Did you hear the one about the guy who got barred from Carnegie Centre for telling jokes?
It's no laughing matter.
Some people are still annoyed about it. Last year, Leonard, a pensioner in his early seventies, got permission from Diane, the Co-ordinator of Carnegie Poetry night, to perform as a comedian. Poetry night is popular; a good crowd shows up.
"I practiced for a week," Leonard said earnestly.
But a security guard -- some witnesses couldn't remember his name; one called him "the grey haired guy"; one called him "the limey"; another said his name was John -- was in the audience and called out to Leonard, "You're jokes are too dirty. You have to go!" Many in the crowd wanted Leonard to stay and finish but the guard took him off the stage, barking, "That's enough|!"
"Oh he was funny! He was hilarious!", one audience member said of Leonard, throwing his head back, laughing. "One lady there was laughing her guts out". When the security guard kicked Leonard out, "She got mad". He said her anger had the same intensity as her laughter. Security kicked her out too.
"My jokes were no worse than what you hear on tv", Leonard said. "Leno and Letterman sometimes tell jokes that are a little dirty; mine were no worse than that", he insisted.
One audience member said that Leonard had told a joke about the bible in which he talked of "foreskins" and that's what set the security guard off.
This part is not funny at all: Leonard was barred from the entire Carnegie building for three days.
Leonard has been around for years and is never violent or aggressive. He's well liked. To restore his right to come back into the Carnegie building after he had served his sentence, Leonard had to attend a meeting with Security boss, Skip Everall. (You have to serve the sentence imposed by City of Vancouver security before you can have a meeting to appeal the barring. Go figure.) Everall asked him, "What did you say?" Leonard repeated a couple of the jokes and Skip "smiled" and told him he was re-instated.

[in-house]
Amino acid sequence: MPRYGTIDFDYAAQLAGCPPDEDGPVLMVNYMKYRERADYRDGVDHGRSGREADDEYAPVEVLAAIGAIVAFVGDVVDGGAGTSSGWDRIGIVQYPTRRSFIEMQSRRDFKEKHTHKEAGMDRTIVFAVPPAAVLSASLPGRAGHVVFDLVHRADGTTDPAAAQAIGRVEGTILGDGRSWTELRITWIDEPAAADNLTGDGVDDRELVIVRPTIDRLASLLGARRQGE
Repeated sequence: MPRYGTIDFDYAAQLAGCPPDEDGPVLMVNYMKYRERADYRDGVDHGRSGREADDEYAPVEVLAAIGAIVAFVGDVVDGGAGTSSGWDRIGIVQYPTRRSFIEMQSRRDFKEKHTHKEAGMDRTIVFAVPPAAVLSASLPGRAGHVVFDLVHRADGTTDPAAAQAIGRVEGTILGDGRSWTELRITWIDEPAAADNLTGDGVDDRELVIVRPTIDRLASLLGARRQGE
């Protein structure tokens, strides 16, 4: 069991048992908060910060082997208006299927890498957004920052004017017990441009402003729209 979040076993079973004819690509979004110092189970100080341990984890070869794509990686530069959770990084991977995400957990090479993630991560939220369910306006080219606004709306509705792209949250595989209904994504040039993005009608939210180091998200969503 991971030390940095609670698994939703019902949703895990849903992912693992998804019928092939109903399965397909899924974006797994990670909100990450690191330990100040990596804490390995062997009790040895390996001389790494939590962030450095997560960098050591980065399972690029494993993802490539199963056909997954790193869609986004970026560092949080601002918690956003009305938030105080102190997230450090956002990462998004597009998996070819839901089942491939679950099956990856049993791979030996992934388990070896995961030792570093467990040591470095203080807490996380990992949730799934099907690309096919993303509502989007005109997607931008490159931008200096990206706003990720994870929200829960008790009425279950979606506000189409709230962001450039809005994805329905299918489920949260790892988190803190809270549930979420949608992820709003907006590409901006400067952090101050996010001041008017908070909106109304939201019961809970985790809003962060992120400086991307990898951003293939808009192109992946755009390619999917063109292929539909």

As is policy, there was a handwritten security report produced on Leonard by the security guard who barred him, and then the handwritten security report was typed into the City of Vancouver Security database by one of Carnegie's twenty-something-an-hour front desk receptionists. Then, of course, there was the time spent having a meeting with the Security boss to get re-instated, after the Security boss was briefed by the barring security guard. This barring and security report-writing occurs multiple times every day at Carnegie, usually targeting non-violent people. Some non-violent people have multiple barrings on their security records.
When a barring is contested, the original penalty can be compounded with another penalty, if the barred individual does not grovel during their meeting with the Security boss.
When a barring is contested even verbally, more meetings are required, often with more highly paid staff. It is not uncommon for a barred person to say they had to "meet with Dan", the Assistant Director Dan Tetrault who makes close to $100,000. Or they may have to meet with Carnegie Director Ethel Whitty who has long surpassed the $100,000 mark. And it is not uncommon for Everall to meet with both these highly paid individuals about a barring before he meets with the barred individual, and again after he meets with the barred individual. And then Tetrault and Whitty have to, of course, meet with one another. Sometimes City Hall's Community Service manager making in the $200,000 range annually, or even the City Manager herself making over a quarter of a million annually, are drawn into the game of a contested penalty and the whole thing has to be run by an in-house lawyer at City Hall. These costly interactions and meetings are never fruitful; the results are predictable: Carnegie asses are covered every time and the low income Carnegie member learns every time that 'You can't fight City Hall.'
And if the case of the barred individual turns up on a blog, as is occurring with increasing regularity, more meetings have to be held to talk about who is blogging and legal advice has to be sought from the City. One woman who was barred for talking back to a male coffee seller at Carnegie, estimates that before her case is finished it will have cost the City $50,000 in labour time.
And as the costs of the penalty industry spiral out of control, so do residential taxes. Last I heard, they were going up 11%. And City manager Penny Bellum has not even looked at the cost of the burgeoning penalty industry.
With one memo, Ballem could drastically cut costs associated with the penalty industry. She could instruct City staff not to bar anyone from Carnegie facilities who is neither violent or threatening violence. That would eliminate the majority of barrings. Many of the barrings continuing to be inflicted on the poor would be grey area cases: a common scenario is a staff person wants to get rid of a low income person who is challenging them, so they call security and portray persistence in a poor person as threatening.
Virtually everyone on the Downtown Eastside who has used Carnegie Center has a barring story. In the past taxpayers didn't give a shit that the rights of the poor were being trimmed to almost nothing. But now that taxpayers are being squeezed, they may finally do the poor a favour and insist that this make-work paper work be stopped so that they can save money. They would be, as Suzanne Somers likes to say, "Doing well by doing good."